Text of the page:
By: Dr. Yohuru Williams
This week some of the worst offenders, in terms of detrimental educational policies, have been full of platitudes for teachers. Connecticut Governor Dan Malloy for instance, whom education blogger Jonathan Pelto ranks along with New York Governor Andrew Cuomo as one of the most “anti-teacher, anti-public education” Governors in the country, issued a press release holding a sign reading “Thank a Teacher,” even as his administration worked to effectively silence parent and teacher voices. Arizona Governor Jan Brewer’s remarks, for better or worse, more accurately reflect the agenda of the corporate education deformers working to hijack education. "It is more important than ever,” Brewer noted in a message ostensibly celebrating teachers,” that our students graduate high school with the knowledge, critical thinking, motivation and work ethic necessary to contribute to our increasingly demanding workforce and competitive economy.” Brewer, Malloy, Cuomo and other politicians wooed by corporate education reform, limit the scope of education to job readiness with little consideration of its impact on building civic values and the critical thinking skills necessary to contribute in a participatory democracy.
It might be too much to ask that any of these so-called leaders actually inform themselves on the issue, say perhaps by reading Diane Ravitch’s compelling book Reign of Error. However there is abundant evidence even outside the world of education that their model of reform is both dated and broken. In A Whole New Mind, Daniel Pink compellingly makes the case that we need to move beyond the old assembly line model of education and testing with schools as learning factories where children were drilled with information and their intelligence measured by test bubbles filled in by number two pencils. Pink notes that this model no longer meets the dictates of what he calls the Conceptual Age where issues can no longer be boiled down to one approved answer. Adopting his argument, high stakes testing and Common Core belong to a bygone era which is quickly fading despite its proponents best efforts to revive it. Teachers, of course, know this. This is why they have pushed for smaller class sizes and instructional flexibility that will allow students to deal with the nuances and complexities of a rapidly changing world. SAT and other standardized test scores only reveal how well students perform on such tests and not how they will respond to the demands of Pink’s Conceptual Age. We live in an era that will require them to be much more resourceful, imaginative, and creative in the ways they approach problems. Over the past decade however, we have watched as the education deformers stripped away the very programs of inquiry and instruction, including music and the arts that help students develop their creativity, thus enhancing their abilities in other areas. “The future,” Pink explains, “belongs to a very different kind of person with a very different kind of mind—creators and empathizers, pattern recognizers, and meaning makers. These people—artists, inventors, designers, storytellers, caregivers, consolers, big picture thinkers—will now reap society’s richest rewards and share its greatest joys.” The leaders Pink describes will start as learners who require teachers to think outside the box or more appropriately outside the bubble. Teachers who value the range of senses, he posits, are essential to the future. They understand the importance of “empathy” and “play” that can only be realized when student creativity is unleashed rather than bottled.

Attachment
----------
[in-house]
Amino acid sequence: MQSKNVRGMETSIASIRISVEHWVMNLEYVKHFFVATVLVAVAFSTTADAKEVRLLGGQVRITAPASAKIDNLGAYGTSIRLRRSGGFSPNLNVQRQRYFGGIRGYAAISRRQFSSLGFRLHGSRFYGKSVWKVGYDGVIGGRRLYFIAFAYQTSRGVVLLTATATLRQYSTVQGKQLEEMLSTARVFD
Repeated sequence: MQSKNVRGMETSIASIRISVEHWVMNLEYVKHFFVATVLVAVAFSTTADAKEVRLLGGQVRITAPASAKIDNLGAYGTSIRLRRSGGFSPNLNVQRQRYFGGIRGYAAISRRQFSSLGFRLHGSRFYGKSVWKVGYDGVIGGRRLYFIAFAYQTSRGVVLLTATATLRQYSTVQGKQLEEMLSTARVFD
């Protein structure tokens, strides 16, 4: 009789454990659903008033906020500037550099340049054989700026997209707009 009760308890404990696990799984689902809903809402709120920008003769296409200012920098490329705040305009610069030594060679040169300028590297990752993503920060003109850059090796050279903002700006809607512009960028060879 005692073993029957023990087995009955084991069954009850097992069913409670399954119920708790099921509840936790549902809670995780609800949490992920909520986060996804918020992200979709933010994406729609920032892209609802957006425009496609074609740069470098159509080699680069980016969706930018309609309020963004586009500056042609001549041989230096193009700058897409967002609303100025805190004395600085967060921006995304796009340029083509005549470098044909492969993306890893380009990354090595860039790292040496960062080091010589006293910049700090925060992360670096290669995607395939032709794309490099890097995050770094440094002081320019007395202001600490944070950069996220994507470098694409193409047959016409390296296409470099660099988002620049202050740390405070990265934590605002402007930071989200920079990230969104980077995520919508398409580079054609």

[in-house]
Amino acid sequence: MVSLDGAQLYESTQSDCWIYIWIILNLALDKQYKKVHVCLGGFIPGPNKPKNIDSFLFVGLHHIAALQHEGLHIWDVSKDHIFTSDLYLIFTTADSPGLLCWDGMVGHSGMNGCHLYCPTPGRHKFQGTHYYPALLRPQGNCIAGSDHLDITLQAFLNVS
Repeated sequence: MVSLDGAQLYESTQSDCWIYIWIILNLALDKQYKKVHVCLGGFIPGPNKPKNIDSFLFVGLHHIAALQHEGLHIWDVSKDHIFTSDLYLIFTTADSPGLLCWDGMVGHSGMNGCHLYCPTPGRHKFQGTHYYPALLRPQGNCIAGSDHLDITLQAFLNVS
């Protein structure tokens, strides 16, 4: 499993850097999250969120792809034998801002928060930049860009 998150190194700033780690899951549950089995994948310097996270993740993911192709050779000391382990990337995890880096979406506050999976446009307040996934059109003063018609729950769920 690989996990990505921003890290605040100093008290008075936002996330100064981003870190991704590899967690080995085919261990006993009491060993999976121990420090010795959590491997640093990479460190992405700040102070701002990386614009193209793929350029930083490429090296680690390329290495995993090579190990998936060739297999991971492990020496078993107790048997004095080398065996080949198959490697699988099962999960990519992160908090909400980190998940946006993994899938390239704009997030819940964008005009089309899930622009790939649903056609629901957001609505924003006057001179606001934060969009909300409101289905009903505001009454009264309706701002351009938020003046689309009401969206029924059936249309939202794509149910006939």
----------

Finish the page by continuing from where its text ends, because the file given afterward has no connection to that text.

Longtime CBS News Anchor Dan Rather perhaps best expressed these humanistic values of teaching - values that high stakes testing and a national curriculum could never encapsulate. They find expression in the bond between teachers and students working together in the fertile field of human inquiry where exposure to critical issues and real problems, mathematical, historical, artistic or linguistic, awaken the desire for self-expression and ignite the flames of imagination and the passions of the heart. In this space, critical thinkers are born and directed through the combined study of science and the liberal arts to tackle the great issues of our time. In the broad wasteland of poverty, indifference, disease, and human suffering, it is an intellectual oasis, or better yet, an academic field of dreams where dedicated teachers stand ready as coaches to help students see past what is to what might be. “The dream,” Rather explained, “begins with a teacher who believes in you, who tugs and pushes and leads you to the next plateau, sometimes poking you with a sharp stick called 'truth'.”
Heartfelt notes of appreciation to all of my teacher colleagues who help students pursue such truth daily.Yohuru Williams is a professor of History and a proud CT/NJ BAT